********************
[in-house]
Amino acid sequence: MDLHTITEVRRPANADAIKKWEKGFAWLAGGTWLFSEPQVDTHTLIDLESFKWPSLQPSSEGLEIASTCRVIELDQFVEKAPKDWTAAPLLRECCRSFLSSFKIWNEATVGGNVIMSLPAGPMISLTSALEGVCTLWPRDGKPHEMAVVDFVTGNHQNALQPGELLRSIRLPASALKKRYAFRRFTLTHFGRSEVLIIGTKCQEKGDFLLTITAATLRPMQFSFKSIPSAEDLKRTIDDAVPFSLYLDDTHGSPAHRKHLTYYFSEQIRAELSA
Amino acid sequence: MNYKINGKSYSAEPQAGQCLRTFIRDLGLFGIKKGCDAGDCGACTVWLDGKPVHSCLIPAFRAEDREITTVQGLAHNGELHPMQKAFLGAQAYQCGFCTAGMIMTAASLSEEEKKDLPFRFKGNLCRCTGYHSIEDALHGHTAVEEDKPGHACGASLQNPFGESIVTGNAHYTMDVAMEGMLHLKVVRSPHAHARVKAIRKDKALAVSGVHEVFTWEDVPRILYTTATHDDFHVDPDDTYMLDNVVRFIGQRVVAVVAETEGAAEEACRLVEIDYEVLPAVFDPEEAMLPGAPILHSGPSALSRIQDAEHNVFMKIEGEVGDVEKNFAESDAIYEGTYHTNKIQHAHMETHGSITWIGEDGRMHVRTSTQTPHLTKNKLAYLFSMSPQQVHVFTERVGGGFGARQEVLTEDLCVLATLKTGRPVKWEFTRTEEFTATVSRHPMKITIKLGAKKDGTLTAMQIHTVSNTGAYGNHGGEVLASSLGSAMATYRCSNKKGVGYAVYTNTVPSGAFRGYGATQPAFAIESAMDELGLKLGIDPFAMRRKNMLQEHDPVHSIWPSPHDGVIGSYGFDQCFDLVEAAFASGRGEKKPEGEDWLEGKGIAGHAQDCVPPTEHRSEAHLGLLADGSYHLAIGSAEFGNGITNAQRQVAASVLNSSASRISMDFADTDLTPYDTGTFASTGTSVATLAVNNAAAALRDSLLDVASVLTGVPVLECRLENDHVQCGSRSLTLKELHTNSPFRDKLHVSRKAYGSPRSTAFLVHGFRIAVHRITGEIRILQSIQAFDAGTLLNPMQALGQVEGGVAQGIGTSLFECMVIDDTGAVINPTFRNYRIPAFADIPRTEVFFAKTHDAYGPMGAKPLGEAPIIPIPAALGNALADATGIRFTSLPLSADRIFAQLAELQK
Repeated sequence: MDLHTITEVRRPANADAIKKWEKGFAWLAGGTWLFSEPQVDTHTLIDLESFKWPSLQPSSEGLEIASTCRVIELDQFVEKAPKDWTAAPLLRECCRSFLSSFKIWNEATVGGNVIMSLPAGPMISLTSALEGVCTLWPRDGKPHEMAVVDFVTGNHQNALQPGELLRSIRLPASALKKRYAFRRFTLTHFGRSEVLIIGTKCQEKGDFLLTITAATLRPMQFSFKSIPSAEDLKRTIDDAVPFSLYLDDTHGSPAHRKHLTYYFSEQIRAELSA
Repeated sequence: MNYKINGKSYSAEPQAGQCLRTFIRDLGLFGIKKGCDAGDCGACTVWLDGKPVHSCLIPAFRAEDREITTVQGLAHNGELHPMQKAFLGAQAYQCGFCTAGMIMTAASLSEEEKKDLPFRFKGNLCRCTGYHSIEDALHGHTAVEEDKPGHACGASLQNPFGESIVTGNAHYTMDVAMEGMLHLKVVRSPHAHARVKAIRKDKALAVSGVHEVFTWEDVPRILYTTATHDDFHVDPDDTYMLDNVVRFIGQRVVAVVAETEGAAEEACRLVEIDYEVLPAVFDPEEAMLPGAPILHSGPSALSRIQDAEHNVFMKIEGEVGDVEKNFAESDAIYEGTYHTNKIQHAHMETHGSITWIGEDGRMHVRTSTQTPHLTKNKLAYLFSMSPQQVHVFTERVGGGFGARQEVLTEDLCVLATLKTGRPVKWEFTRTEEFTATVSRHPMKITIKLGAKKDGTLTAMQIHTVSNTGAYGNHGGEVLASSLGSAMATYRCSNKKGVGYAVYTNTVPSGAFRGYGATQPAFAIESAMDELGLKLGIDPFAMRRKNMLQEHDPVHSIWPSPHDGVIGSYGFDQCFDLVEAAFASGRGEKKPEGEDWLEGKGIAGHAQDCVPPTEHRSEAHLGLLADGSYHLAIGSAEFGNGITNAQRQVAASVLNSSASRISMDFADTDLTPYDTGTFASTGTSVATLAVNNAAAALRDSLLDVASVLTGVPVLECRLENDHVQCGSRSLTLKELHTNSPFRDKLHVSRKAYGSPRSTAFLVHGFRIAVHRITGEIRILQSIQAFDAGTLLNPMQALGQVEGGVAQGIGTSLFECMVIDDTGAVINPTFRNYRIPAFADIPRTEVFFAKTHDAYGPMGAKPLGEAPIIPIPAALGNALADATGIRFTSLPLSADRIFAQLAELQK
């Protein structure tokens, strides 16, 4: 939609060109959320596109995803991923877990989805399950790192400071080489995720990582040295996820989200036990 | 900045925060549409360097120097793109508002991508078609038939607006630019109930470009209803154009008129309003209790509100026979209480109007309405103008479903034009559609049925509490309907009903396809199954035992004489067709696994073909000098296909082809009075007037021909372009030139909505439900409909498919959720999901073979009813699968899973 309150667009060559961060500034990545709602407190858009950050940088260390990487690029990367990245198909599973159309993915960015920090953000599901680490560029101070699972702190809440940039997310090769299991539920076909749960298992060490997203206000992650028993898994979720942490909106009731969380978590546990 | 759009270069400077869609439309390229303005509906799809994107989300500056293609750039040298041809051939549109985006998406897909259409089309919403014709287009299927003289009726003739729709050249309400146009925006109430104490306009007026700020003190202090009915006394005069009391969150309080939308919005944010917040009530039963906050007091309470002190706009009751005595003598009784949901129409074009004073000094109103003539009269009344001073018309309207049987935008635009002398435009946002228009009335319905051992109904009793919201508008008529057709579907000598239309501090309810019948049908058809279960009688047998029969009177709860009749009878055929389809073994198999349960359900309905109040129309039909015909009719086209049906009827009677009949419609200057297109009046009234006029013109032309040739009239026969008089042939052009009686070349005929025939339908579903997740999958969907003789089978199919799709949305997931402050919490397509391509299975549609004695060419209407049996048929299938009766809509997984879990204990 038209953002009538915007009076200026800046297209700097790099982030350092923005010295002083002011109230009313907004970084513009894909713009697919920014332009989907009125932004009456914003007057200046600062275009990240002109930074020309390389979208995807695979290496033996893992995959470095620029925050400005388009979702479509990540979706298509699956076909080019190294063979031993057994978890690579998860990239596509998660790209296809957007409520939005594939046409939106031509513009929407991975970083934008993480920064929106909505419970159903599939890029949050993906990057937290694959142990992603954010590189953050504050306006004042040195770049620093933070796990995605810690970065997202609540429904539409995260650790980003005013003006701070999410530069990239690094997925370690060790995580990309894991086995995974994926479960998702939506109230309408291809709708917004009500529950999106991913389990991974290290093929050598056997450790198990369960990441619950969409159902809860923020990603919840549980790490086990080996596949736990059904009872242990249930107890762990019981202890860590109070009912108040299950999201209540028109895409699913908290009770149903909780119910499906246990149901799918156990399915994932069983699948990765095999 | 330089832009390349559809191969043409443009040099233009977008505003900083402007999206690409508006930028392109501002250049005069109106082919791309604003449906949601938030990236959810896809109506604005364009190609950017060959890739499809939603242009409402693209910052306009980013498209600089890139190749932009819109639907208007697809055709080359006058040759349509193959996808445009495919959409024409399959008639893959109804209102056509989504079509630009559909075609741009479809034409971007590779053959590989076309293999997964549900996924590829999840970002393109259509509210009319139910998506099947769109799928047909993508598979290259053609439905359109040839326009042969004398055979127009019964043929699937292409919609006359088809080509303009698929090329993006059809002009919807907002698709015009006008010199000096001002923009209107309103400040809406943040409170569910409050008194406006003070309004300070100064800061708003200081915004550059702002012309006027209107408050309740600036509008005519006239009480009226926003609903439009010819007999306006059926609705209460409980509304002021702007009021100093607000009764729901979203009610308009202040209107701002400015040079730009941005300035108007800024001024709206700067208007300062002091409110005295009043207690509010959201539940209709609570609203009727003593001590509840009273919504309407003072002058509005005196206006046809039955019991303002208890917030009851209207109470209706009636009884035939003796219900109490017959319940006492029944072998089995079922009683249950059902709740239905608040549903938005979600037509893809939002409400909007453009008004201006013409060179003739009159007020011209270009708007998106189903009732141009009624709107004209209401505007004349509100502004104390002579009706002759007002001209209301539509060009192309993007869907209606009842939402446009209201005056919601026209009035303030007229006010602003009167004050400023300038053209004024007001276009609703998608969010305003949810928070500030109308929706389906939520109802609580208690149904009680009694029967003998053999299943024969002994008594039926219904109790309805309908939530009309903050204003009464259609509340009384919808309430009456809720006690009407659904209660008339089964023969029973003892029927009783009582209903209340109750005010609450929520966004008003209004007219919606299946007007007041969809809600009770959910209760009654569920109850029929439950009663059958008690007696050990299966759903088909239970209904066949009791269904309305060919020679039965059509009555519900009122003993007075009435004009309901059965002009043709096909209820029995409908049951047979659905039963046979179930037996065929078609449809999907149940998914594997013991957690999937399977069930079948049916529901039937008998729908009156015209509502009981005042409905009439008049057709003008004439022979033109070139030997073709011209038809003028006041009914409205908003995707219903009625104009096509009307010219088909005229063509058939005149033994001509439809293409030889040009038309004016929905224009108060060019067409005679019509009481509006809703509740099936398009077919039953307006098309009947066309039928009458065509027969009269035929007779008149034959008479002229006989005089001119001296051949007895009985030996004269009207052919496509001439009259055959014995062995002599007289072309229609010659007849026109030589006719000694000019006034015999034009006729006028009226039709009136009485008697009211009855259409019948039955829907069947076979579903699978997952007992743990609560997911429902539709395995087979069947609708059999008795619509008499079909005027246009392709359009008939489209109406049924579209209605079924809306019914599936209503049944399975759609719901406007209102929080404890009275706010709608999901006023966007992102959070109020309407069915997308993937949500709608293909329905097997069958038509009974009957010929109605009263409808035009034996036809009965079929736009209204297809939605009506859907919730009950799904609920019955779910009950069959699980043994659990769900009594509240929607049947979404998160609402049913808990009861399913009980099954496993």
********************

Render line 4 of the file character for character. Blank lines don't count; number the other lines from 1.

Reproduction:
Repeated sequence: MDLHTITEVRRPANADAIKKWEKGFAWLAGGTWLFSEPQVDTHTLIDLESFKWPSLQPSSEGLEIASTCRVIELDQFVEKAPKDWTAAPLLRECCRSFLSSFKIWNEATVGGNVIMSLPAGPMISLTSALEGVCTLWPRDGKPHEMAVVDFVTGNHQNALQPGELLRSIRLPASALKKRYAFRRFTLTHFGRSEVLIIGTKCQEKGDFLLTITAATLRPMQFSFKSIPSAEDLKRTIDDAVPFSLYLDDTHGSPAHRKHLTYYFSEQIRAELSA